10 Beth Lapin, MSW, MA Thursday, August 6, 2015 In our hectic lives, nature can provide balance and centering, healing and solace during difficult times. As a healing modality, Ecotherapy is an emerging field that links social work and the natural world. People around the world recognize the value of Ecotherapy and (re)connecting with nature in a personal way. Ecotherapy: Relieves stress Provides a sense of well-being Makes people happier and kinder Helps people heal faster Addresses mental and emotional health issues Shifts our relationship with the rest of the Earth Increases our willingness to heal the Earth Ecotherapy: Linking Social Work and the Natural World examples that practitioners can add to their tool kit. With appreciation of and respect for the natural world, we will also explore what small steps we can take to give back to nature in reciprocity. In this experiential seminar, participants will: understand the definition and scope of Ecotherapy become aware of research supporting the value of Ecotherapy consider reasons for its effectiveness experience hands-on examples of Ecotherapy develop ways to integrate Ecotherapy into practice establish small steps to give back to nature Weather permitting, the group will take a walk around the Greater Hartford Campus. Participants are encouraged to wear walking shoes and comfortable clothing. The seminar will provide an introduction to Ecotherapy, examine research addressing how and why it works, and offer hands-on Monkey See, Monkey Do, Monkey Do the Same as You! Building Secure Attachment through Playful Attunement Mary Dineen Elovich, LCSW Thursday, August 13, 2015 Children with trauma navigate chaotic surroundings, insecure attachments, intergenerational abuse and neglect patterns while attempting to communicate the pain of violence and neglect through internalized and externalized behaviors. Bringing an understanding of neuroscience to children normalizes their symptoms and reduces shame while creating empowerment and self-acceptance. This interactive seminar will explore early attachments and biology, the development of implicit memory patterns affecting brain architecture, and the crippling effect of trauma on securing a loving, safe relationship between child, caregiver and environment. Participants will learn about interpersonal neurobiology with attention to their experience of Vicarious Trauma and the positive clinical impact of right brain to right brain ( neural Wi-Fi ) interventions increasing a personal sense of coherence. We will explore ways to increase caregiver involvement by creating an environment of respect and partnership using the evidence based intervention of Circle of Security. Ideas will abound for inspiring awareness of the connectedness of brain, body, and heart in children, caregiver, and clinician. Be prepared to learn, laugh, explore, question and take away a myriad of interventions using neuroscience as our guide. An extensive list of references will be provided to reinforce continued self-exploration. This highly interactive Play Date will enable you to: demonstrate a knowledge of attachment theory and the neurobiological impact of preverbal and early childhood trauma on brain architecture influencing social, emotional and cognitive development identify clinical skills to increase attuned experiences during interactive therapy to strengthen your ability to read and catch moment to moment cueing by children and caregivers learn about Dr. Daniel Siegel s brain in the palm of your hand to teach basic neuroscience language for describing the regions of the brain explore interpersonal neurobiology to help inspire integrating work, home and play into joy, self-acceptance and a sense of wellbeing gain an awareness of the evidence based intervention developed to help at risk caregivers called, Circle of Security 10 UConn School of Social Work STEP PROGRAM
11 11 Training for Adoption Competency (TAC) Projected Start: October 2015 The UConn School of Social Work partners with The Center for Adoption Support and Education to offer Training for Adoption Competency (TAC). Currently being offered in thirteen states, UConn is the only TAC-certified site in Connecticut. This intensive training is specifically designed to provide social workers, mental health workers, and child welfare professionals with the clinical knowledge and skills needed to offer high quality services to: Adopted children and youth Children preparing for adoption Birth parents and kinship families Prospective adoptive parents Adoptive families Benefits: 72-hours of training that are CEC eligible Six months of case consultation with national experts Graduates of the TAC receive a certificate of completion, are identified as Adoption Competent Specialists, and receive national recognition on the Center for Adoption and Support Education s website. Training Format: Twelve sessions totaling 72 hours approximately once a month on a Monday or Friday from 9:00 a.m. 4:15 p.m. Information sharing, written handouts and resources, experiential learning, including case studies, role plays, and introspective work. Six monthly case consultation sessions follow the classroom training to support the transfer of learning to practice. TAC Content Areas: Adoption History, Law and Process Introduction to Adoption Competent Mental Health Practice Clinical Issues in Planning, Preparing for and Supporting Adoption Clinical Issues in Providing Therapeutic Services: Grief, Loss and Separation Trauma and Brain Neurobiology Attachment Adopted Adolescents and Identity Development Clinical Issues in Working with Birth and Adoptive Families Clinical Work with Adoptive Families: Managing Challenging Behaviors Openness in Adoption Race and Ethnicity in Adoption Integrating Adoption Competencies: Knowledge, Skills and Values For more information: or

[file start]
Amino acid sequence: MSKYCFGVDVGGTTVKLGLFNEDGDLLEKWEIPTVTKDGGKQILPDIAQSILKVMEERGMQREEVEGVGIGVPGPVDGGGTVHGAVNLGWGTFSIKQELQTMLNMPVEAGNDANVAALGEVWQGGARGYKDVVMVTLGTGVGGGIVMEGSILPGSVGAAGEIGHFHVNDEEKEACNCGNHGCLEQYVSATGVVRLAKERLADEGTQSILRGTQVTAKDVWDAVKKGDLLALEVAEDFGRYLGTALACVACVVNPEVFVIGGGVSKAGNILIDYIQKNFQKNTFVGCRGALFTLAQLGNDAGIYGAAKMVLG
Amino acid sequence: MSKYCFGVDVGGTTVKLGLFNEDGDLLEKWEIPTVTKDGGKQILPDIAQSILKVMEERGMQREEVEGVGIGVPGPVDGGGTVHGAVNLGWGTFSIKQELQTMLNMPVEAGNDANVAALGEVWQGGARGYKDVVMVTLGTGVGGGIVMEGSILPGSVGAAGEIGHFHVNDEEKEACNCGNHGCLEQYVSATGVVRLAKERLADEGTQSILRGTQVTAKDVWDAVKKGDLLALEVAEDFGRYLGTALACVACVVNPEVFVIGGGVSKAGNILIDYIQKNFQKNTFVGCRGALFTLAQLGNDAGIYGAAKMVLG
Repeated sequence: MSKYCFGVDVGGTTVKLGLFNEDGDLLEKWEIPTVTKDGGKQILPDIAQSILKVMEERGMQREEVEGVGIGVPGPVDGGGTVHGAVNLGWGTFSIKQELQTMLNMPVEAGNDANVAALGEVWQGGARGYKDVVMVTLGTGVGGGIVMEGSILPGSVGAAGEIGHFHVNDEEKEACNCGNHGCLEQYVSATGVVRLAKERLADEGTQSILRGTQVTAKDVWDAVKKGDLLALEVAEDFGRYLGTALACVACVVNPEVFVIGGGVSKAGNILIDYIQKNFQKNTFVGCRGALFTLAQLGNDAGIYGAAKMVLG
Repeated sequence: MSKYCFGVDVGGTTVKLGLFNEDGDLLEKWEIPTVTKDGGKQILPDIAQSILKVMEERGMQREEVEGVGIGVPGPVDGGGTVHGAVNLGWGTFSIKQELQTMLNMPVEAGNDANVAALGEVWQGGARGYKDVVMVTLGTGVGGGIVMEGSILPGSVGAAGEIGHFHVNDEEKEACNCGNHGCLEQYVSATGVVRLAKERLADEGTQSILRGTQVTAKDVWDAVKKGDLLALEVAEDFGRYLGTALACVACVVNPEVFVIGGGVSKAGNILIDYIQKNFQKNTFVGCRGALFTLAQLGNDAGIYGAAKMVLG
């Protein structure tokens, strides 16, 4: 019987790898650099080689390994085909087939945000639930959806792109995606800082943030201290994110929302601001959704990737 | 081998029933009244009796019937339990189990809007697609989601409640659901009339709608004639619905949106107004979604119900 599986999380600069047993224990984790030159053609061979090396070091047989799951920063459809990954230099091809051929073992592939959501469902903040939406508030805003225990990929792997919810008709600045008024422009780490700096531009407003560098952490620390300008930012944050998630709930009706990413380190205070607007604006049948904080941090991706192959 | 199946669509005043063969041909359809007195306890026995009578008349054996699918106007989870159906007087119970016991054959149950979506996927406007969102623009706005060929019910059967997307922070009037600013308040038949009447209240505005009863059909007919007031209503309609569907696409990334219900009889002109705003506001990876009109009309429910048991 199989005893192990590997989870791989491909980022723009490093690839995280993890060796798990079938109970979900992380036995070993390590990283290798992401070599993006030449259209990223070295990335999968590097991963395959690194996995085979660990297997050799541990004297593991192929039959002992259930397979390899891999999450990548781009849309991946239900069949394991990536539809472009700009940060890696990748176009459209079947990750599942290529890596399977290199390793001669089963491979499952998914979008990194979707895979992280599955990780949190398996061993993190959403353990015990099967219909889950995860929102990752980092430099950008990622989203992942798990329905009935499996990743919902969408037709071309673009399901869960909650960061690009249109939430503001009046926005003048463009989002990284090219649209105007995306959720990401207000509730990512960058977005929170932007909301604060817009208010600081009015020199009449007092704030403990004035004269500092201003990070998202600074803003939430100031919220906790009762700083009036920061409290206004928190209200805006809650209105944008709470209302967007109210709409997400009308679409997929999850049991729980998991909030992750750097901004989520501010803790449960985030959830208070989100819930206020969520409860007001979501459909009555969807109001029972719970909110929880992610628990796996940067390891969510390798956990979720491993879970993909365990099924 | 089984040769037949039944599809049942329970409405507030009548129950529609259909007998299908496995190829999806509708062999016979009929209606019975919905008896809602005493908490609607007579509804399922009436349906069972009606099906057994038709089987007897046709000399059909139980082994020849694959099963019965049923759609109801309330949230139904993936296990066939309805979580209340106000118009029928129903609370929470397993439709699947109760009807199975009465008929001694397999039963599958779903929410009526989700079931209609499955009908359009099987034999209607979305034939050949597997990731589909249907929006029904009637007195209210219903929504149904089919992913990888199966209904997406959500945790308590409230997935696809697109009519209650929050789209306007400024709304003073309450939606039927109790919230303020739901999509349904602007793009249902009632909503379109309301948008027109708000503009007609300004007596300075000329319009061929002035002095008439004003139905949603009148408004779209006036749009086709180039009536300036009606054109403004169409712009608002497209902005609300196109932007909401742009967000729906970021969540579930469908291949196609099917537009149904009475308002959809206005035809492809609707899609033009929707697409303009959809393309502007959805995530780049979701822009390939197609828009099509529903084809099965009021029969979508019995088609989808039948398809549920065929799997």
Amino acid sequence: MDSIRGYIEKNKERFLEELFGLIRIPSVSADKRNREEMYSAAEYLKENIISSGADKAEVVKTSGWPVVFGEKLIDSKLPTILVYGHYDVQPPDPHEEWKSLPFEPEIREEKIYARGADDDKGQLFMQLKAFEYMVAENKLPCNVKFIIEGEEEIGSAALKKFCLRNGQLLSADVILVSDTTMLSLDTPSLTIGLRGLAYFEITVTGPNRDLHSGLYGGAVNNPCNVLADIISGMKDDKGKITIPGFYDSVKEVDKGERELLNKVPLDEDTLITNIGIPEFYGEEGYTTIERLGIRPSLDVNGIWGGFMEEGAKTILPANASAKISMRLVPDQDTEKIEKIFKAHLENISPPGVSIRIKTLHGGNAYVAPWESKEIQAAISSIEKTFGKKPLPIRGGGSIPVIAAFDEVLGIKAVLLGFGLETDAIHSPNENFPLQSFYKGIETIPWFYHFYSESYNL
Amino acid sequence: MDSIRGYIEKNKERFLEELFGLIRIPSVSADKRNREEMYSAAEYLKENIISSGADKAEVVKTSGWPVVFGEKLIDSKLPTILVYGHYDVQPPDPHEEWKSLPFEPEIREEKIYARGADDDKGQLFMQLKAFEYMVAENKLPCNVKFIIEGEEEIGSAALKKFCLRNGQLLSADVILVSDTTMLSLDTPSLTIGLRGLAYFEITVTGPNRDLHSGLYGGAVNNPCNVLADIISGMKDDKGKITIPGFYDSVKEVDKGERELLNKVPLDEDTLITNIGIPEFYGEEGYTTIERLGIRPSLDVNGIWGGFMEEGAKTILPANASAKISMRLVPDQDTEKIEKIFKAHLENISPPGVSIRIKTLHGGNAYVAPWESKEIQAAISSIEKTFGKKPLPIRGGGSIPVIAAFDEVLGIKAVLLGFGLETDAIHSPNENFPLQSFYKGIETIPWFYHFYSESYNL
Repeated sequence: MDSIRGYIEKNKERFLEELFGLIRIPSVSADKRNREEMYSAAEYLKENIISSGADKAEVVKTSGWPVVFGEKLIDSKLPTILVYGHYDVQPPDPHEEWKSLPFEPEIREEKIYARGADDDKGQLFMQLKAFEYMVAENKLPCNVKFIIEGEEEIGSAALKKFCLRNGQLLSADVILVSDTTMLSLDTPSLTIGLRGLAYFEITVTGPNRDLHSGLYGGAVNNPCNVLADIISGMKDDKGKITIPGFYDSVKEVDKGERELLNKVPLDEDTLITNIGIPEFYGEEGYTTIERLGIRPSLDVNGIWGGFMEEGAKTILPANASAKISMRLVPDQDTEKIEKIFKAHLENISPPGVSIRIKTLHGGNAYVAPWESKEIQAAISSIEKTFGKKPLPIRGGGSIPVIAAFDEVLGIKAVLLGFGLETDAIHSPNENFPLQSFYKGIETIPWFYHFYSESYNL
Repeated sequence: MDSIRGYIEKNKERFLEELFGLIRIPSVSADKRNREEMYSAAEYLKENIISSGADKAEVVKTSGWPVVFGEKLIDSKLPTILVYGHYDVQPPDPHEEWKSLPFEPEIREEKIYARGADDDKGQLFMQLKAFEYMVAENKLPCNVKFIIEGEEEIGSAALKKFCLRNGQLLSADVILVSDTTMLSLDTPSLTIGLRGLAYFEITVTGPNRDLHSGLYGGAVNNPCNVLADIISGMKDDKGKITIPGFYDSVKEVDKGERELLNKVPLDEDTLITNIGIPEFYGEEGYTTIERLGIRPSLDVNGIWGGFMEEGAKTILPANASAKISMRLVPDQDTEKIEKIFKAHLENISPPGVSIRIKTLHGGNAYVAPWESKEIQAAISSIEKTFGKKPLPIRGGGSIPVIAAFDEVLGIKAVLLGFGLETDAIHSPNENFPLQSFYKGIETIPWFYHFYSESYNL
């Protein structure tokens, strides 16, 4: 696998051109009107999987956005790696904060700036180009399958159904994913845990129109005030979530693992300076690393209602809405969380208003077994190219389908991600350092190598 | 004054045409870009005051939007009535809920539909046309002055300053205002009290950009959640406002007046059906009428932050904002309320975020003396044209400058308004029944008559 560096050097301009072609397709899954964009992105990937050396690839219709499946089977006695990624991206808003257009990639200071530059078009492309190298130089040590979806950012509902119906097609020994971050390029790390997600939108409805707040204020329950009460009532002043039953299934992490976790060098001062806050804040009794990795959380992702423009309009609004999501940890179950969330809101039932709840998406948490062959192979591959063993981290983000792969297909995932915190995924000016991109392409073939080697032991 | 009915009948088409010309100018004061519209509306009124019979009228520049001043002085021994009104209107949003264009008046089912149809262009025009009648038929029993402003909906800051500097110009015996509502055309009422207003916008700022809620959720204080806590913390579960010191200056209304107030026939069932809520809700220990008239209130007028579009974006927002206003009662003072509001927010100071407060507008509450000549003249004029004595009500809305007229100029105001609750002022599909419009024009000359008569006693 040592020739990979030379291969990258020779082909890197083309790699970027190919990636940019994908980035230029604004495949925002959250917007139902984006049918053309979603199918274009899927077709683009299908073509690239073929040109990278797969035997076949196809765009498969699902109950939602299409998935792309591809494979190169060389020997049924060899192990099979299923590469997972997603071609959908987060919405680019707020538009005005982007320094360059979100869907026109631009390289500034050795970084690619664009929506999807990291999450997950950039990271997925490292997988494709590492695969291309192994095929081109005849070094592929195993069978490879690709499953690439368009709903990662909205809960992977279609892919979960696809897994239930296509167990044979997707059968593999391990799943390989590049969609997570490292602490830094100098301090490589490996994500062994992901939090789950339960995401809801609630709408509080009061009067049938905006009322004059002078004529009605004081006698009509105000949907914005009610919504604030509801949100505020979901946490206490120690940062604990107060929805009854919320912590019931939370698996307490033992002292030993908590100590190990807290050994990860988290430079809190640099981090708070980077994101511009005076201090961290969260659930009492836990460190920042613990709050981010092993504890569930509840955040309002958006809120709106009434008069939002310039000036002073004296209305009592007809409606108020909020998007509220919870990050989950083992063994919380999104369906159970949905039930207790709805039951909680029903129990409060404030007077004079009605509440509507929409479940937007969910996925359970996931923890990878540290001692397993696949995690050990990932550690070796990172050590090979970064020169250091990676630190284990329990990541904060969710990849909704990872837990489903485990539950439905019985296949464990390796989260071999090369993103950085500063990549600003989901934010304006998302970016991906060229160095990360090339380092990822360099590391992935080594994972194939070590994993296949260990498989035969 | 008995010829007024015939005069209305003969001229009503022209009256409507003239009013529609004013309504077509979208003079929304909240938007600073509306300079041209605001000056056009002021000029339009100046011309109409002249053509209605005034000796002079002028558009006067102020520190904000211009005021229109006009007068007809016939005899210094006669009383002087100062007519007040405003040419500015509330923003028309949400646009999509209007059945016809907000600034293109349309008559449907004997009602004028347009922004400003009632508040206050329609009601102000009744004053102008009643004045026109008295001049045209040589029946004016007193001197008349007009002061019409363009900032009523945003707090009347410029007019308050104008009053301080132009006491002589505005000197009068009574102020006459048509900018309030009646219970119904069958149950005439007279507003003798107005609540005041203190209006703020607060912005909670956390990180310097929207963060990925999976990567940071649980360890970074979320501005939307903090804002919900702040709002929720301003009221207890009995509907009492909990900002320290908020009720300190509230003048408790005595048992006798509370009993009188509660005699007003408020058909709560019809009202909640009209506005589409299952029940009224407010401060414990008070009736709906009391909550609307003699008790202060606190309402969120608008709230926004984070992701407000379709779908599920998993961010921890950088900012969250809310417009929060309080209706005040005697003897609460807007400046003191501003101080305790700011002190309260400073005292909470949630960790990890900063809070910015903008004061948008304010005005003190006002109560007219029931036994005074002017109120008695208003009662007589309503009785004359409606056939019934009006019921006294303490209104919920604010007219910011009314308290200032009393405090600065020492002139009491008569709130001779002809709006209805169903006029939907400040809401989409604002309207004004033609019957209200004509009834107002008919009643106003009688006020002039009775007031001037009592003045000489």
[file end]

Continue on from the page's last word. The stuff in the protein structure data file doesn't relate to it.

12 About the Presenters... Tracie Bush, MA, CKPMT and Molly McDonald, LMFT, CKPMT, worked at the Yale Parenting Center (YPC) for a combined 21 years and continue as consultants to YPC. They were instrumental in developing the professional training workshops and certification program in PMT that are currently being used at the clinic. Tracie is the Executive Director and Founder of The Parent Management Training Institute in Madison, CT. She received her MA in Counseling Psychology from Assumption College. Molly is a clinician at The Family Resource and Development Center in West Hartford and Creative Healing Services in Milford, CT, and maintains a private practice. She has been a member of the American Association of Marriage and Family since She received her MA in Marriage and Family Therapy from Fairfield University. Having worked with hundreds of families and professionals from all over the world, Tracie and Molly have a vast knowledge of how best to implement Parent Management skills with a variety of behavioral problems. Stacey Violante Cote, MSW, JD, is an attorney at the Center for Children s Advocacy. She holds an MSW and a JD from the University of Connecticut. She is currently the Project Director for the Teen Legal Advocacy Project at the Center. Ms. Violante Cote has taught several training sessions to professionals working with teens, as well as to teens themselves, on a range of adolescent legal issues. She is a contributing author to How to Start Your Own School-Based Legal Services (American Bar Association Publishing, 2002). Stacey was honored as part of UConn s 40 Under 40, a select group of accomplished alumni representing a wide array of academic programs. Kathi M. Crowe, LICSW, has served as a consultant in the area of youth development and child welfare services to private and public child welfare agencies across the country. Ms. Crowe is the former Executive Director of the National Foster Care Coalition based in Washington, DC, where she coordinated advocacy efforts which resulted in significant policy reform. She is a sought after trainer as well as keynote speaker at local and national conferences. Ms. Crowe earned her MSW from the UConn School of Social Work and has served as an adjunct instructor at the UConn and Rhode Island College Schools of Social Work. Kathi is currently the Executive Director of Waterbury Youth Service System, Inc. Ralph Detri, LICSW, LCDP, MPH, has over thirty years of experience as a clinician, supervisor, administrator and educator in a variety of settings. As a former member of the American Society of Law Enforcement Trainers, Mr. Detri lectures and consults locally and nationally to agencies and schools of social work on the management of aggressive behavior. Previously an instructor at the Rhode Island Municipal Police Academy, he is a Police Use of Force Instructor, an FBI trained hostage negotiator and a multiple black belt martial arts instructor. He has worked as a consultant and trainer for the CT Department of Social Services and has been providing state-wide training in violence management for the Massachusetts Department of Mental Health. Mr. Detri owns and directs Personal Security Training, a program designed to teach human services workers the necessary skills to de-escalate and manage violent behavior and its aftermath. He is currently an adjunct instructor of social work at Salve Regina University and a special lecturer of counselor education at Providence College. Mary Dineen Elovich, LCSW, is a Clinical Therapist and Program Coordinator of the Child Abuse Treatment Services (CATS) Program at Klingberg Family Centers. She also is Adjunct Clinical Faculty at the University of Saint Joseph School of Social Work. Mary s area of clinical specialty is early childhood physical/sexual abuse and the impact trauma has on developing brain architecture. She has trained internationally in Risking Connection and developed and conducted clinical trainings related to neuroscience, Vicarious Trauma, and the future impact of trauma on the adolescent brain. Mary is also a Circle of Security Parenting Educator to help caregivers form secure attachments with their children in early childhood. Currently, she is part of an attachment group with other mental health leaders in the state that disseminates information to increase children s success socially, emotionally and cognitively. As Executive Chair of the Greater Hartford Multi-Disciplinary Team, Mary was part of a group advocating within the medical, forensic and legal system to prosecute abusers and reduce victimization for children in our state. Mary s partner in play is named Rosie who is currently in training to become a licensed therapy dog. Catherine Ewing, LCSW, MDiv, founder of Helping Women Heal, is a spiritually focused psychotherapist, Transformational Life Coach, EFT Practitioner, Minister of Spiritual Peacemaking, Certified Dream Coach, Passion Test Facilitator, and Reiki Master Teacher. She has been a student of the mind/ body/ spirit connection for over 20 years. She takes clients and audiences on a journey of deep emotional healing, spiritual awakening and profound personal transformation. Prior to her work as a psychotherapist and healer, Catherine worked in the areas of sexual assault, domestic violence, child abuse and neglect, school social work, program coordination and training. She also served as the CT Coordinator of the Governor s Task Force on Justice for Abused Children. Catherine is passionate about helping people release old traumas, beliefs and emotions that keep them stuck in their story and unable to live into their essential divine Self. Debra Franklin, LCSW, provides holistic psychotherapy services for adults, couples, families, adolescents, and children individually and in groups as part of Progressive Psychotherapy in Granby and Hartford, CT. A graduate of Smith College with 28 years of experience, she also supervises interns and other clinical social workers. Debra integrates approaches from her personal healing and training in spiritual practices, Gestalt Family Constellations, Non-Violent Communication, Reiki, guided imagery (including the Totem Pole Process), meditation, inner childwork, and energy psychology. She has 12 UConn School of Social Work STEP PROGRAM